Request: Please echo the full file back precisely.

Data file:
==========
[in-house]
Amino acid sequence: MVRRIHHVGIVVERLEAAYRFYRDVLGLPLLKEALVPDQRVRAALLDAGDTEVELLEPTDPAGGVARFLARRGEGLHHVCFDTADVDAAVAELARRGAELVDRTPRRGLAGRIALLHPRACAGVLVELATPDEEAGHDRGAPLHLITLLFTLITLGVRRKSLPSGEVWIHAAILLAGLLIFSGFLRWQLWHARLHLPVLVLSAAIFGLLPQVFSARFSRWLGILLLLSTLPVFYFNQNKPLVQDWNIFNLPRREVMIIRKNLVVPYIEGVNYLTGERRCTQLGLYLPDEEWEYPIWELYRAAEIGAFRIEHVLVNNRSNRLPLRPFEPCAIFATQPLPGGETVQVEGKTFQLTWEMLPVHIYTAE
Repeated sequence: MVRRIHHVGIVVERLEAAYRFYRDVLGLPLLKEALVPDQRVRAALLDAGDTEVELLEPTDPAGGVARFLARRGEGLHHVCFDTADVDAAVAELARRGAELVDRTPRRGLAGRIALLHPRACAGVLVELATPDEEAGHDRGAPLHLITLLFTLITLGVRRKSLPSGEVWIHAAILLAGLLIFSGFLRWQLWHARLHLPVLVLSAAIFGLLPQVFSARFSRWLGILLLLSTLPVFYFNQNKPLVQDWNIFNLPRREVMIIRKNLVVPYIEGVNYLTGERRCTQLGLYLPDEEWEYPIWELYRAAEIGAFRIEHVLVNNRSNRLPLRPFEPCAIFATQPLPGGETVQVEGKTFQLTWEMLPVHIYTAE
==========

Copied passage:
[in-house]
Amino acid sequence: MVRRIHHVGIVVERLEAAYRFYRDVLGLPLLKEALVPDQRVRAALLDAGDTEVELLEPTDPAGGVARFLARRGEGLHHVCFDTADVDAAVAELARRGAELVDRTPRRGLAGRIALLHPRACAGVLVELATPDEEAGHDRGAPLHLITLLFTLITLGVRRKSLPSGEVWIHAAILLAGLLIFSGFLRWQLWHARLHLPVLVLSAAIFGLLPQVFSARFSRWLGILLLLSTLPVFYFNQNKPLVQDWNIFNLPRREVMIIRKNLVVPYIEGVNYLTGERRCTQLGLYLPDEEWEYPIWELYRAAEIGAFRIEHVLVNNRSNRLPLRPFEPCAIFATQPLPGGETVQVEGKTFQLTWEMLPVHIYTAE
Repeated sequence: MVRRIHHVGIVVERLEAAYRFYRDVLGLPLLKEALVPDQRVRAALLDAGDTEVELLEPTDPAGGVARFLARRGEGLHHVCFDTADVDAAVAELARRGAELVDRTPRRGLAGRIALLHPRACAGVLVELATPDEEAGHDRGAPLHLITLLFTLITLGVRRKSLPSGEVWIHAAILLAGLLIFSGFLRWQLWHARLHLPVLVLSAAIFGLLPQVFSARFSRWLGILLLLSTLPVFYFNQNKPLVQDWNIFNLPRREVMIIRKNLVVPYIEGVNYLTGERRCTQLGLYLPDEEWEYPIWELYRAAEIGAFRIEHVLVNNRSNRLPLRPFEPCAIFATQPLPGGETVQVEGKTFQLTWEMLPVHIYTAE